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Feb 26, 2013 12:04 AM   By Julius Zheng
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Welcoming the year of the Snake

At midnight on February 9, the auspicious dragon wandered away, turning over the new Chinese Zodiac Year to the snake, sometimes called “the little dragon.” The snake is regarded as mysterious and cunning, quite intelligent and wise. Those born in the Year of the Snake are considered graceful people, exciting and dark at the same time. They are contemplative and private, and not outwardly emotional. In the business environment, they might appear cunning and reticent and work very modestly but they also are capable of plotting and scheming to achieve their goals.

Ups and Downs
   Data recently released by Goldman Sachs showed that Chinese consumers spent a total of $46 billion on luxury products in 2012, of which $27.1 billion was spent overseas and $18.9 billion domestically. The company further predicted that the Chinese economy would grow at a rate of 8.1 percent in 2013, and that domestic spending on luxury products would continue to escalate, reaching $30 billion by 2015. A second report, this one from Bain & Co., a consultancy company based in the United States, concluded that Chinese consumers bought 25 percent of the world’s luxury products in 2012, and increased their overseas luxury consumption by 31 percent.
   The National Bureau of Statistics of China announced that the total retail of gold and silver jewelry in China in 2012 reached $35.5 billion, a 16 percent increase year on year. The Guangdong Bureau of Statistics also reported the total retail of gold and silver jewelry in 2012 was $2.92 billion in its province, an increase of 40.8 percent.
   Still, diamond trade has been difficult in 2012. Recently released data revealed that the total trading volume of the Shanghai Diamond Exchange (SDE) in 2012 was 75.12 million carats, a decline of 49.3 percent. The dollar trading value was $3.868 billion, a decrease of 17.8 percent from 2011, and polished diamond imports for the year totaled $1.581 billion, a drop of 22.2 percent.
   The Golden Week holiday of the Chinese New Year from February 9 through 15 is a prime season for family gathering, gifting and weddings. In 2013, the week also overlapped Valentine’s Day on February 14, a holiday that is becoming more popular in China and that offers additional retail sales opportunities.
   Diamond wholesale in China was quiet in the days leading up to the start of the Chinese New Year, as well as during the holiday, since retailers already had filled their orders and many wholesalers left early on vacation. On the other hand, retail business increased significantly toward the end of January. Both the retailers and wholesalers were anxiously awaiting the totals for the retail performance of 2013’s first Golden Week because 2012 was a difficult year for them. The retail numbers for the Chinese New Year affect dealers’ expectations for how the market will perform for the rest of the year and give them some insight into what they might expect from the industry’s first major trade show of 2013, the Hong Kong International Jewellery Show, that opens March 5.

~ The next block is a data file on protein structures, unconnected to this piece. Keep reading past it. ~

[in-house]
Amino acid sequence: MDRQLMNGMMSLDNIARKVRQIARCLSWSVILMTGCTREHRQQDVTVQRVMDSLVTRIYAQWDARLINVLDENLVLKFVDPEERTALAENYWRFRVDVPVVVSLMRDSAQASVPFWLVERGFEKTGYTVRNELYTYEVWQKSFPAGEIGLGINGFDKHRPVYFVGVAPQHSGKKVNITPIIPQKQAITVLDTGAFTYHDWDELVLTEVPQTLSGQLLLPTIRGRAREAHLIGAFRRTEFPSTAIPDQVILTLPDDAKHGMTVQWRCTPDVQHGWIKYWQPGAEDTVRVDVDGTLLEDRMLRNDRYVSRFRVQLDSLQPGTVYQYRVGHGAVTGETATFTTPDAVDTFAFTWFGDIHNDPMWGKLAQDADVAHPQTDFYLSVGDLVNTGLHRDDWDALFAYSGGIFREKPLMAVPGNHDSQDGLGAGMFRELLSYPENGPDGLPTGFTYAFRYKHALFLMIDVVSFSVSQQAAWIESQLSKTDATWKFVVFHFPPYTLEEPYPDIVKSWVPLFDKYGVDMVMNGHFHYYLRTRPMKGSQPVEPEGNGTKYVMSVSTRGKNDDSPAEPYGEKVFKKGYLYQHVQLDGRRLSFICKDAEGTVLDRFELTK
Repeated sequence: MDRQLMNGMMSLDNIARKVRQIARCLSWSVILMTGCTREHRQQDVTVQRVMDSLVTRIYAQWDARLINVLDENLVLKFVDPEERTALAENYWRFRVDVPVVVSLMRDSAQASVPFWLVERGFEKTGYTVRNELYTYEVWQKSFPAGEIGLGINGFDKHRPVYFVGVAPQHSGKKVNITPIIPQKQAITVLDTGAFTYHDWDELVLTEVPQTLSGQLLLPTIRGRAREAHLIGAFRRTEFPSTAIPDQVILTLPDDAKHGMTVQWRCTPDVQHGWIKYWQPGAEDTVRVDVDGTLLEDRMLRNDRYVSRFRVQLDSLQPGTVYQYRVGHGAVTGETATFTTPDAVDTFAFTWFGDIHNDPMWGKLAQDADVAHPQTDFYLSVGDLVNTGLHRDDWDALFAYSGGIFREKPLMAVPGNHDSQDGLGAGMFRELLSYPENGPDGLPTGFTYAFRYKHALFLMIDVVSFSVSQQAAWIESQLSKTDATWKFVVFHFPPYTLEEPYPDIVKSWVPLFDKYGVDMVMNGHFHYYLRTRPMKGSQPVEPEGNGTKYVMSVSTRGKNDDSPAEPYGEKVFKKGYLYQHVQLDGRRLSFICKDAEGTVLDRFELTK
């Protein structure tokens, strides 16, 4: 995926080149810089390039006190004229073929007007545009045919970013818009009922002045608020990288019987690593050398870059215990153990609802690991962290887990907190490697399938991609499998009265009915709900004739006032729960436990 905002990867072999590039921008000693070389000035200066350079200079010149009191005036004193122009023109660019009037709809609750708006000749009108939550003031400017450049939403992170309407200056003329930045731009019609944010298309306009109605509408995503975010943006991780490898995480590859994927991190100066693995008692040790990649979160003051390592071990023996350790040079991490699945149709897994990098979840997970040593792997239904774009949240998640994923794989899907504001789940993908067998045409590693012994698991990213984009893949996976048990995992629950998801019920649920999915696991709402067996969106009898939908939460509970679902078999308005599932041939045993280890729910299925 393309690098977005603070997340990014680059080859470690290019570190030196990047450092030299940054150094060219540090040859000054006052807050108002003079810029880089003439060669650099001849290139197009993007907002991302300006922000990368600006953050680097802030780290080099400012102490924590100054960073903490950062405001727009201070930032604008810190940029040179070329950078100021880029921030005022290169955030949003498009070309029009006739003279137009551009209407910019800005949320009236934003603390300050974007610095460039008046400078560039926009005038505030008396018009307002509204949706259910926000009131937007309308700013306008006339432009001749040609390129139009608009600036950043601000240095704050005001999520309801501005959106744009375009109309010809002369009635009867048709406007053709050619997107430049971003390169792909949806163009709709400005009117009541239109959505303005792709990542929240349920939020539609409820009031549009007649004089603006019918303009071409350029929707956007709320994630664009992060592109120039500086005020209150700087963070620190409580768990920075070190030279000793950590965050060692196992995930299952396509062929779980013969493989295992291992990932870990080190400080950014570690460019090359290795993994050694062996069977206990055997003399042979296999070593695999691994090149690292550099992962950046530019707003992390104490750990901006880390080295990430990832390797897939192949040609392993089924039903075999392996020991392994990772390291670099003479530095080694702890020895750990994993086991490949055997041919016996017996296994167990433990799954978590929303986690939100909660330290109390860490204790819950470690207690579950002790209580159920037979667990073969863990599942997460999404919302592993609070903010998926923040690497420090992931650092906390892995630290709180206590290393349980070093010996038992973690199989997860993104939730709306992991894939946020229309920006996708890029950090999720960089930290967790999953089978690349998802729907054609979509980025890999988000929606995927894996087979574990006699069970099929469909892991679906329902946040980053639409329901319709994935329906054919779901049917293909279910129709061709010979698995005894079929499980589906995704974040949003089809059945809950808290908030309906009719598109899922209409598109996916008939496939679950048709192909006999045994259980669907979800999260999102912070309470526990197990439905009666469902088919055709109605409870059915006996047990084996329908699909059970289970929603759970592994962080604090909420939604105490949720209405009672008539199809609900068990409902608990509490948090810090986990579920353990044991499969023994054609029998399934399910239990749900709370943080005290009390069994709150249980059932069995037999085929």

Blue Nile Launch
   Retailers always make an effort to promote their business before the Chinese New Year to capture gift-giving shoppers. This year, Blue Nile did exactly that on January 18, when it launched its official retail presence on Xiu.com, a shopping website, naming the site as its exclusive third-party online distributor in Mainland China. Chinese consumers may select from thousands of Blue Nile jewelry items ranging in price from $20 to $160,000, including gemstone, gold, silver, platinum and pearl accessories. Products for business professionals, such as cufflinks, business card holders, tie clips and key rings, also were offered.
   “Blue Nile has a strong and growing international presence, and the company has identified China as a core market in which to continue that growth,” said Vijay Talwar, Blue Nile’s president and general manager of international. “Cooperation with a leading Chinese luxury shopping site is an effective way to enter the Mainland China market.”

The Snake Motif
   Because the symbol of the snake has much less glamour visually than
the dragon, and lots of people have a natural fear of snakes, this year’s snake motif designs are very commonly cartoon-style or abstract to make the snake appear more adorable. The representations are placed on Zodiac talisman jewelry, gold coins, bars and figurines.

   Lucky 12, the latest collection of Qeelin, the Hong Kong–based jewelry brand owned by Paris-based PPR Group, was also inspired by the Chinese zodiac. Special items for the Year of the Snake include rings and necklaces, made with gold and diamonds, priced at about $1,600.
   Meanwhile, the Italian brand Bulgari, which has been using snakes in its collections since the 1940s, has taken items from its previous collections featuring snakes and is displaying them in its China stores. Bulgari’s 2010 collection of watches also was named Serpenti, the Italian word for snake. The company is taking advantage of the many valuable potential marketing tie-ins in the Year of the Snake to promote its full range of serpent-themed jewelry.
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